I don't usually write about new restaurants.  Mostly I limit myself to wine.  However, without exciting restaurants to expose people to my wines I'd just be sitting alone drinking in my grimy warehouse!  Restaurants that push the limits and give people new experiences are the best avenue for the good citizens of Portland Maine to experience my crazy, passionate, and authentic wines.  I get excited whenever a new restaurant opens and right now Portland is savoring the openings of a slew of new establishments.  I got to eat at most of them last week and wanted to share some of my impressions.

Last Friday night was the opening of Piccolo.

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Damien and his wife Ilma opened Piccolo at 111 Middle St, where Bresca used to be.  Damien's parents are from southern Italy and in our meetings prior to the Piccolo's opening all he talked about were his memories of the food he grew up with.  Nothing about the construction or the business; just the sausages his grandfather cured in their basement, braising techniques, roasting pigs, and ideas he'd come up with while cooking at high end restaurants in NY.  His passion and personal connection to the cuisine he was planning to cook was obvious.   So I made reservations for opening night.



Erin and I made a good go at the menu and had the Ricotta, Cavolfiore, Sarde, Zucca, Porcellino, and Patrimonio.  The food was excellent; we'll have to go back soon and try more of the menu.  The Ricotta in particular was memorable and served on a dry cracker-like traditional Sardinian bread drizzled with fresh olive oil from Abruzzo.  The dish sounds simple and there are only three ingredients, but the result was an unusual combination of textures and flavors; and delicious.  That set the tone.  The Cavolfiore was really hearty and satisfying with the anchovies in a supporting role giving the cauliflower an added dimension.  The Sarde was super traditional using Mediterranean anchovies, but Damien said he'd soon be getting local herring for it and it would be even better and fresher.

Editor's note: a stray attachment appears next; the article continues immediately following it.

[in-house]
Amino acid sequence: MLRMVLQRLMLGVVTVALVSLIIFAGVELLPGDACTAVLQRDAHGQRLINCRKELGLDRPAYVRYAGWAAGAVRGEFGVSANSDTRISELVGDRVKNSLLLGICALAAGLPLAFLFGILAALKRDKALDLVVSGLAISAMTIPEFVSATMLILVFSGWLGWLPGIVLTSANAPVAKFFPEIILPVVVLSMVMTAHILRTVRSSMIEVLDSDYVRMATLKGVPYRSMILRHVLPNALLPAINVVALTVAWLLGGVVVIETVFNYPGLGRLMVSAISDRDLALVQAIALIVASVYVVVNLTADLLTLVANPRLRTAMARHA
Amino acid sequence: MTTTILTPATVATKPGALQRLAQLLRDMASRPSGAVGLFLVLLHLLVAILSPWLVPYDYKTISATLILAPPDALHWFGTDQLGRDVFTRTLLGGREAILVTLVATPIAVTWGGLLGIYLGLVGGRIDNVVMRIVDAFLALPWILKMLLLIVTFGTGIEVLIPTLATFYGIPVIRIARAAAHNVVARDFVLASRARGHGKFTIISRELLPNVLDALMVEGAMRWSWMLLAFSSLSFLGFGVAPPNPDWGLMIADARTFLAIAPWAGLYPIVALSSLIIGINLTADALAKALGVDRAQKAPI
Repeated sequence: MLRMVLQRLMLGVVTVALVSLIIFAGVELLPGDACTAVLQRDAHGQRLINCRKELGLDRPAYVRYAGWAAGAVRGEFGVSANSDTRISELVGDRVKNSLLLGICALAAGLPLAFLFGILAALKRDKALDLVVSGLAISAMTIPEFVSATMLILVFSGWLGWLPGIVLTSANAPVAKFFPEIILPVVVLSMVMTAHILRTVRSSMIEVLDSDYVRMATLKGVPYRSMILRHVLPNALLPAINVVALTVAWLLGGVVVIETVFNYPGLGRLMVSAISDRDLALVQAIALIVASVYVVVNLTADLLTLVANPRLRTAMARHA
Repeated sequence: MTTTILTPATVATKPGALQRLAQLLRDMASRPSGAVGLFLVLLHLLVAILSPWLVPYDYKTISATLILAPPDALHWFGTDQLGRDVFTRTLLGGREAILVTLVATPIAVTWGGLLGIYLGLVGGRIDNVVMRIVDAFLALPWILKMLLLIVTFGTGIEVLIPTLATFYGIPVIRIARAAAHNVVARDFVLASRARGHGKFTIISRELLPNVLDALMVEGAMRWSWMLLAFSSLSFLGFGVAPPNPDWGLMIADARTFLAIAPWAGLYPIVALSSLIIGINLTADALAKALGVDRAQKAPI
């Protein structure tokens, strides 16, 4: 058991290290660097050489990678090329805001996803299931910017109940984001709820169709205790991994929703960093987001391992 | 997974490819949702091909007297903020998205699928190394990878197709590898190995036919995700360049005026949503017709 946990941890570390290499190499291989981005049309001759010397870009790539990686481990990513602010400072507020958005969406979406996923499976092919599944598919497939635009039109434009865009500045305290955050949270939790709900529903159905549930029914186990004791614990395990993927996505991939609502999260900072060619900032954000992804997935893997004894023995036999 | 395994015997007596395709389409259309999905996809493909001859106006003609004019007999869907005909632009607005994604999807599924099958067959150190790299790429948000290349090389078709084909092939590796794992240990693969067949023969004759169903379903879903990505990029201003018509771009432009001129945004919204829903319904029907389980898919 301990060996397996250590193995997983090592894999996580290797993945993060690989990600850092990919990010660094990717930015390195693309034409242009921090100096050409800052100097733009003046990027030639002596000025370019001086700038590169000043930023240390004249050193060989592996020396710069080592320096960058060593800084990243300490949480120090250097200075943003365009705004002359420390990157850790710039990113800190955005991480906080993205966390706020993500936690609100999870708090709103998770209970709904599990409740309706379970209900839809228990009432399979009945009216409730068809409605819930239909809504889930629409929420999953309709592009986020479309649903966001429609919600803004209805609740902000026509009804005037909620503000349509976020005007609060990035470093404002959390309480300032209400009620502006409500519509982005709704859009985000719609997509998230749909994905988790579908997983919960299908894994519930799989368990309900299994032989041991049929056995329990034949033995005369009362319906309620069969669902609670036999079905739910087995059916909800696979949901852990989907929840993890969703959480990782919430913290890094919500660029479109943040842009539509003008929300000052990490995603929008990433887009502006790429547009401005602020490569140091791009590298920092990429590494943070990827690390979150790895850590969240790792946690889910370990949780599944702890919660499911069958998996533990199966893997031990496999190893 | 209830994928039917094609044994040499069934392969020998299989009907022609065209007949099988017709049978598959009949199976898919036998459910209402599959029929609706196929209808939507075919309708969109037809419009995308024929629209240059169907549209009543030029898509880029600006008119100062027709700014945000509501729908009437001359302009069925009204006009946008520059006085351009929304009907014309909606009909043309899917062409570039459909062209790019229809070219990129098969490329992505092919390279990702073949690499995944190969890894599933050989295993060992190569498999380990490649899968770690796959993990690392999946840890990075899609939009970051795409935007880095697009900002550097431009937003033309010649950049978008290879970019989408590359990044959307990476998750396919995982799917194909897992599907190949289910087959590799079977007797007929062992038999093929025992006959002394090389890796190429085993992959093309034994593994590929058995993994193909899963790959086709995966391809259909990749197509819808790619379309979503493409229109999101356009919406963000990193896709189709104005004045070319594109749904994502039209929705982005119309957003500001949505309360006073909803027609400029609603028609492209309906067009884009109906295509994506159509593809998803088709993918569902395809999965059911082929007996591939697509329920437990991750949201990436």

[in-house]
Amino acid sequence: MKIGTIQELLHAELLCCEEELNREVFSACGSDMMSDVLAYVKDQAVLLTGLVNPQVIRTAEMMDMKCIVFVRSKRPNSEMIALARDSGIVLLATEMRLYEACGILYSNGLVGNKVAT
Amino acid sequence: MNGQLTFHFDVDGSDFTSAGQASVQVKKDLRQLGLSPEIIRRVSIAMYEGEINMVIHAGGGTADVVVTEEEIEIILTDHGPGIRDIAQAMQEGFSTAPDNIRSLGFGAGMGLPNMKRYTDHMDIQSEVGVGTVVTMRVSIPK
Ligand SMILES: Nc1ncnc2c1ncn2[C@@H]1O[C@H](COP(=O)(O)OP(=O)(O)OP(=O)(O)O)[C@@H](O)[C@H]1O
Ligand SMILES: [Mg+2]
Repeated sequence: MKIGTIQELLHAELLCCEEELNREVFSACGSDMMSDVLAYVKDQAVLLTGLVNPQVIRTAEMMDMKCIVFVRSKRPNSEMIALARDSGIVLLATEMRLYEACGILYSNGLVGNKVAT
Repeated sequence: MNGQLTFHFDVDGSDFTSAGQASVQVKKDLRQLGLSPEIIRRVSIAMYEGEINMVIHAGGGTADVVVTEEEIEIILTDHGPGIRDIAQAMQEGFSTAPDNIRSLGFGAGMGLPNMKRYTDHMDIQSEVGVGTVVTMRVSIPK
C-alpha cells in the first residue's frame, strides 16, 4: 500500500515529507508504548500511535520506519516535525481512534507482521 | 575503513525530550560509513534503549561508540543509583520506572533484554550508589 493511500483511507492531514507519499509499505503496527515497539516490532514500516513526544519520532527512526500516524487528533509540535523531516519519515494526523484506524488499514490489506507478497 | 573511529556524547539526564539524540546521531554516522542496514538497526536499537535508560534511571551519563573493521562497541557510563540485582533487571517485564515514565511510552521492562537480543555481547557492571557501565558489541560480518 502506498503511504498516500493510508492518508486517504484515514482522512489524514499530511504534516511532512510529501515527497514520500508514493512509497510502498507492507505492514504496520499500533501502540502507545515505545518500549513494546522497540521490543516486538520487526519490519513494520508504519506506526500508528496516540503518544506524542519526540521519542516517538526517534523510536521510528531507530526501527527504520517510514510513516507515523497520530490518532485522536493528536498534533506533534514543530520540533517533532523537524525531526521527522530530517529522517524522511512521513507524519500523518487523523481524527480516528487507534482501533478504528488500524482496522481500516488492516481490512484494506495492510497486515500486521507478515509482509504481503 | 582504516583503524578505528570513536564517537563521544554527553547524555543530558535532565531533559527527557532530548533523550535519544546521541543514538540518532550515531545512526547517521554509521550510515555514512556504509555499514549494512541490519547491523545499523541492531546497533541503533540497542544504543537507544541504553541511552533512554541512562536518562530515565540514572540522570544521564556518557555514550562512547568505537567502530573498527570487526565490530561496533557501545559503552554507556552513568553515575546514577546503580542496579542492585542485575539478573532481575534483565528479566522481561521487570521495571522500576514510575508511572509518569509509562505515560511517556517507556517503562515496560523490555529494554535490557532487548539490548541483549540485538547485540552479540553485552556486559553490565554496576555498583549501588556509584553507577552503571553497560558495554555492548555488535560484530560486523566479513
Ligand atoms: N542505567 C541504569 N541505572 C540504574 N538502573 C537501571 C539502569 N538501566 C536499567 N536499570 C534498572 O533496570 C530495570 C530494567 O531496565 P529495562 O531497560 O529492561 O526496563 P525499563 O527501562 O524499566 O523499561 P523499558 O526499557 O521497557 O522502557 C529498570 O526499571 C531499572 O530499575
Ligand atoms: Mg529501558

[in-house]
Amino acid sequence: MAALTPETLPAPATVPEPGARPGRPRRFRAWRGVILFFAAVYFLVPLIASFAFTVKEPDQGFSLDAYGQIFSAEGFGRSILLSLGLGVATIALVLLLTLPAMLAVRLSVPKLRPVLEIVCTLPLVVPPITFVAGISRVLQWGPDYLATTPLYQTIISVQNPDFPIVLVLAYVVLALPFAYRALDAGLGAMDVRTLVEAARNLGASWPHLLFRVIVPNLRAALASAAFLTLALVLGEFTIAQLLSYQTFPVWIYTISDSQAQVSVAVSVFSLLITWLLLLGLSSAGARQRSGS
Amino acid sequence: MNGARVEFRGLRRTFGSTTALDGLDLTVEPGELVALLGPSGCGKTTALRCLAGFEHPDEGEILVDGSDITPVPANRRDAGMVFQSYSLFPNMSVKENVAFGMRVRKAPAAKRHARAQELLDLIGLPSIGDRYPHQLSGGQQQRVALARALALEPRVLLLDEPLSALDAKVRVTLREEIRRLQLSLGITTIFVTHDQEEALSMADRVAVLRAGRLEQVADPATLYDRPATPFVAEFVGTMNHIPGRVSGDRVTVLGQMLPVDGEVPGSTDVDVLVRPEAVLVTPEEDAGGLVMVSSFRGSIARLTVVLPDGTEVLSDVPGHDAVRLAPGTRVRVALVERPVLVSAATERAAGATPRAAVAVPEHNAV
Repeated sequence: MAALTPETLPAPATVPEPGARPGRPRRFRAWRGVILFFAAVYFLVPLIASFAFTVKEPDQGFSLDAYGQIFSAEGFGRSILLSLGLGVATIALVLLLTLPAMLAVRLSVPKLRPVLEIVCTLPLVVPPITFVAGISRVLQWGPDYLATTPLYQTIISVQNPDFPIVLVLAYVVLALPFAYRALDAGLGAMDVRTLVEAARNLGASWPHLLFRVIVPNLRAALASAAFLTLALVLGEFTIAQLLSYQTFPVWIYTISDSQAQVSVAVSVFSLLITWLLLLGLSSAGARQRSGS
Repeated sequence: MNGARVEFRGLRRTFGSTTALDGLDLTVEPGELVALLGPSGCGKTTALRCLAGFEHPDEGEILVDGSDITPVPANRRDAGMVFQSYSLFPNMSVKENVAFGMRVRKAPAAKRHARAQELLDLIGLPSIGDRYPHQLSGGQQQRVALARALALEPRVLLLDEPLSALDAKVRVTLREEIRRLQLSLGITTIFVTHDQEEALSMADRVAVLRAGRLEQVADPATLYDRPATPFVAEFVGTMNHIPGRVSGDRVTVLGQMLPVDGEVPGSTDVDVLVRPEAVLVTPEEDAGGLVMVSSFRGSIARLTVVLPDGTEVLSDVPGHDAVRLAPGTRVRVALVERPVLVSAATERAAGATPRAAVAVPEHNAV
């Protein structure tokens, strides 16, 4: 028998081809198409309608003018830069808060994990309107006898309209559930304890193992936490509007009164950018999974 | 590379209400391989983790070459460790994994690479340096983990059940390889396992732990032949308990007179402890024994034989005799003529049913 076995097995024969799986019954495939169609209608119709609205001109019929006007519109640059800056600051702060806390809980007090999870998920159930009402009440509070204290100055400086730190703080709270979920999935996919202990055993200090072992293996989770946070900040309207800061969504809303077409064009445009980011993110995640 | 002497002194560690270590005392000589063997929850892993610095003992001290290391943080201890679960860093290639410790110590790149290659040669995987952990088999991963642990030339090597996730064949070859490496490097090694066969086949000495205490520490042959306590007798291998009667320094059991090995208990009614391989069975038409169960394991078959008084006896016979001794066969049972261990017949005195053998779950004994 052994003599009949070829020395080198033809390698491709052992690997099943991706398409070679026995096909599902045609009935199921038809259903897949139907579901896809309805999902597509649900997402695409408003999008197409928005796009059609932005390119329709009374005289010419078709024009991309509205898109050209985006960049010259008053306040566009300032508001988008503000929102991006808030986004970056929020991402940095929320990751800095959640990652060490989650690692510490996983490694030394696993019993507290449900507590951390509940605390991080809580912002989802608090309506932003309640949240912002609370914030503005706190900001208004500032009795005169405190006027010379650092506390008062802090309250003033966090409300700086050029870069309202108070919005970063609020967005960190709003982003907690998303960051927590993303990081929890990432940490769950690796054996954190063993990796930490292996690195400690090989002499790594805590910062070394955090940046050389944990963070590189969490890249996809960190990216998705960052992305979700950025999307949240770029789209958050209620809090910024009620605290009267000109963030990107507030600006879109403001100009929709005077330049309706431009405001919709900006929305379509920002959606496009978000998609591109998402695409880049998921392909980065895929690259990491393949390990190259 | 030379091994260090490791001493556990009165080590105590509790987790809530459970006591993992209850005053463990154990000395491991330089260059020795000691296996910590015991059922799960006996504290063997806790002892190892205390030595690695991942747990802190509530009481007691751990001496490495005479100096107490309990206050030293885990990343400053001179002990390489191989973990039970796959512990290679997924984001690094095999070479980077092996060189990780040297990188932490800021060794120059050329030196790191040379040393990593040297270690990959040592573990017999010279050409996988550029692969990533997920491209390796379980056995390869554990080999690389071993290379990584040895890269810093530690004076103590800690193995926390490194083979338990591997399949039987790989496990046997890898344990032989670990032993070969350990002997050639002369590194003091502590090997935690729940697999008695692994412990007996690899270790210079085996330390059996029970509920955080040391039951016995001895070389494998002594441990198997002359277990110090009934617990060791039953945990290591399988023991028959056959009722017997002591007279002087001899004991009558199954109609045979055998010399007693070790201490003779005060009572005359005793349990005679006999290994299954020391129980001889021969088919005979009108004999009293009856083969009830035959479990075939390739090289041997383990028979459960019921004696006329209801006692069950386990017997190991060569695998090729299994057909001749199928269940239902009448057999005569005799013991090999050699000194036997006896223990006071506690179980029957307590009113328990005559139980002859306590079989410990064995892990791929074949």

The Sarde


Above are our main courses.  The Patrimonio sausages with polenta is on the left and that's my Porcellino on the right.  They were both killer.  The sausages were richer and juicier than any other sausage I've ever had!  It would have been hard not to snatch them from Erin, but I had the tender milk fed pig in front of me to keep me occupied.



The view of the bar.  The layout hasn't changed much from Bresca.  Piccolo has been all redecorated and feels different, but if you ate at Bresca it will look and feel familiar.  For desert I had an affogato: house made ice cream with Matt's espresso poured over it.  Great ice cream and great coffee to be sure, but what made it special was that Ilma has a huge tank of liquid nitrogen in the back that she uses to really freeze the ice cream: not a hard freeze, but so cold that it will float, still frozen, in the hot espresso.  It was awesome!